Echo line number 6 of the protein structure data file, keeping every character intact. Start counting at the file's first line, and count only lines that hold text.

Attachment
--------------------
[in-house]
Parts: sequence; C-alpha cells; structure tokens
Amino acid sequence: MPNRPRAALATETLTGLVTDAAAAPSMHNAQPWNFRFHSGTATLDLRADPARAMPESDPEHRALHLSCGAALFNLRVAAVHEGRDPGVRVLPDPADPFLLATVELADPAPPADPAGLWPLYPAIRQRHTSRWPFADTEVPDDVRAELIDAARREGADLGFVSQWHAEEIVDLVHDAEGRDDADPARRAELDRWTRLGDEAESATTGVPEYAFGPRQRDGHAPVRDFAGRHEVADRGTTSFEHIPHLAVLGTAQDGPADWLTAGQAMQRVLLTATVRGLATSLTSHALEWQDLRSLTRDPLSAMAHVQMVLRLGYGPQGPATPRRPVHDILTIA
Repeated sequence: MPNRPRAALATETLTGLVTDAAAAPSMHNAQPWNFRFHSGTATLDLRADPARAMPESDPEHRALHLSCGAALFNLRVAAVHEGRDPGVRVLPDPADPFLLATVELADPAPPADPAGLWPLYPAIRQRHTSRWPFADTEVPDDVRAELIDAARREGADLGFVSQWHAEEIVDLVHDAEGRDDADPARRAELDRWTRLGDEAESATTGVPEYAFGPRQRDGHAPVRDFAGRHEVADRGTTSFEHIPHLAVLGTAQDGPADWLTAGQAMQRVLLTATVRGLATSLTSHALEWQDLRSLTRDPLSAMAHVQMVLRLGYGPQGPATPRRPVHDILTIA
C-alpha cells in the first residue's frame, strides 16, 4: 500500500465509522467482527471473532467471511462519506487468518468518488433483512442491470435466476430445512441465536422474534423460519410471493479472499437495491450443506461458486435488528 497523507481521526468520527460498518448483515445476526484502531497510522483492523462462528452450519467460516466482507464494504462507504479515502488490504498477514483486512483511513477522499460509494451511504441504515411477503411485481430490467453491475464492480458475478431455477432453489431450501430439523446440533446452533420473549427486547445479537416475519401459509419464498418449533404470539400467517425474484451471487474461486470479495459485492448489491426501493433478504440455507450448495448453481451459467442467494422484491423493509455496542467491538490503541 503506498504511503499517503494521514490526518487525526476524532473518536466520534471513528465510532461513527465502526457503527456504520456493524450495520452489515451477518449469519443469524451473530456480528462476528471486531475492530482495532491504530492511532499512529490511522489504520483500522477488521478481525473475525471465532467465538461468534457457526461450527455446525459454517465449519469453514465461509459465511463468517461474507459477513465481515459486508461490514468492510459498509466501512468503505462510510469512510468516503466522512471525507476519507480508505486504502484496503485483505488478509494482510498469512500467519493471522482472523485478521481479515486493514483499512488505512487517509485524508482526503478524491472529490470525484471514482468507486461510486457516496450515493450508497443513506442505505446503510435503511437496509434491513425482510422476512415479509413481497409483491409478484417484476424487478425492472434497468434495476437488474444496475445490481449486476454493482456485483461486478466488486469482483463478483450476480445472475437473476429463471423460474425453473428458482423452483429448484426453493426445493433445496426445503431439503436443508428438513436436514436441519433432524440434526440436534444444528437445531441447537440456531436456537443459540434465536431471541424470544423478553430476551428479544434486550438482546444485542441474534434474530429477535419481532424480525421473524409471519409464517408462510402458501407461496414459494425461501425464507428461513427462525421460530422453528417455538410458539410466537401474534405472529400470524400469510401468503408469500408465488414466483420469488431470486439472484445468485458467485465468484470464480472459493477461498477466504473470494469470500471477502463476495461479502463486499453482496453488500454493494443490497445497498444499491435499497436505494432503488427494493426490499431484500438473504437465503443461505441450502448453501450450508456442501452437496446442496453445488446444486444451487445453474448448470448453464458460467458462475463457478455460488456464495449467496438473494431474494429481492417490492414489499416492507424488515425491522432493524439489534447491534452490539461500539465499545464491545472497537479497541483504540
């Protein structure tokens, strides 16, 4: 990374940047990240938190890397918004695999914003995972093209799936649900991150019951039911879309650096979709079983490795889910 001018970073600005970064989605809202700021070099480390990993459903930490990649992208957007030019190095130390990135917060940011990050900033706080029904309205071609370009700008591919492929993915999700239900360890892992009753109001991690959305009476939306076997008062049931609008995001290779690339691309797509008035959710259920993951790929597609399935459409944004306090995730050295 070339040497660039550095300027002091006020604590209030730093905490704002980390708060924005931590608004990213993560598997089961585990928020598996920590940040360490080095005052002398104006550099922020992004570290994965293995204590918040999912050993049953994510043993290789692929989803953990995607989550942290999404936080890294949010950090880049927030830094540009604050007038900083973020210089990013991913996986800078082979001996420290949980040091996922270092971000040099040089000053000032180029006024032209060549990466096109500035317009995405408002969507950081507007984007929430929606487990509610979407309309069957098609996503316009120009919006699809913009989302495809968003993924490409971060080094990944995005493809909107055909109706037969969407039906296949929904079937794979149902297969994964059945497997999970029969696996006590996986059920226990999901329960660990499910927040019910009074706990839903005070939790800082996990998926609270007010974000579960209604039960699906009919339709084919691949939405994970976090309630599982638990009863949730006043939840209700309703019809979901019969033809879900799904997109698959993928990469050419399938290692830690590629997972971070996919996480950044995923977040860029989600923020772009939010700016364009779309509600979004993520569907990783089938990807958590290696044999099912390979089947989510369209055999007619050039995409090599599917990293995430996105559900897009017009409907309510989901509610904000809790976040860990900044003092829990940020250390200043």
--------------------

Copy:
């Protein structure tokens, strides 16, 4: 990374940047990240938190890397918004695999914003995972093209799936649900991150019951039911879309650096979709079983490795889910 001018970073600005970064989605809202700021070099480390990993459903930490990649992208957007030019190095130390990135917060940011990050900033706080029904309205071609370009700008591919492929993915999700239900360890892992009753109001991690959305009476939306076997008062049931609008995001290779690339691309797509008035959710259920993951790929597609399935459409944004306090995730050295 070339040497660039550095300027002091006020604590209030730093905490704002980390708060924005931590608004990213993560598997089961585990928020598996920590940040360490080095005052002398104006550099922020992004570290994965293995204590918040999912050993049953994510043993290789692929989803953990995607989550942290999404936080890294949010950090880049927030830094540009604050007038900083973020210089990013991913996986800078082979001996420290949980040091996922270092971000040099040089000053000032180029006024032209060549990466096109500035317009995405408002969507950081507007984007929430929606487990509610979407309309069957098609996503316009120009919006699809913009989302495809968003993924490409971060080094990944995005493809909107055909109706037969969407039906296949929904079937794979149902297969994964059945497997999970029969696996006590996986059920226990999901329960660990499910927040019910009074706990839903005070939790800082996990998926609270007010974000579960209604039960699906009919339709084919691949939405994970976090309630599982638990009863949730006043939840209700309703019809979901019969033809879900799904997109698959993928990469050419399938290692830690590629997972971070996919996480950044995923977040860029989600923020772009939010700016364009779309509600979004993520569907990783089938990807958590290696044999099912390979089947989510369209055999007619050039995409090599599917990293995430996105559900897009017009409907309510989901509610904000809790976040860990900044003092829990940020250390200043």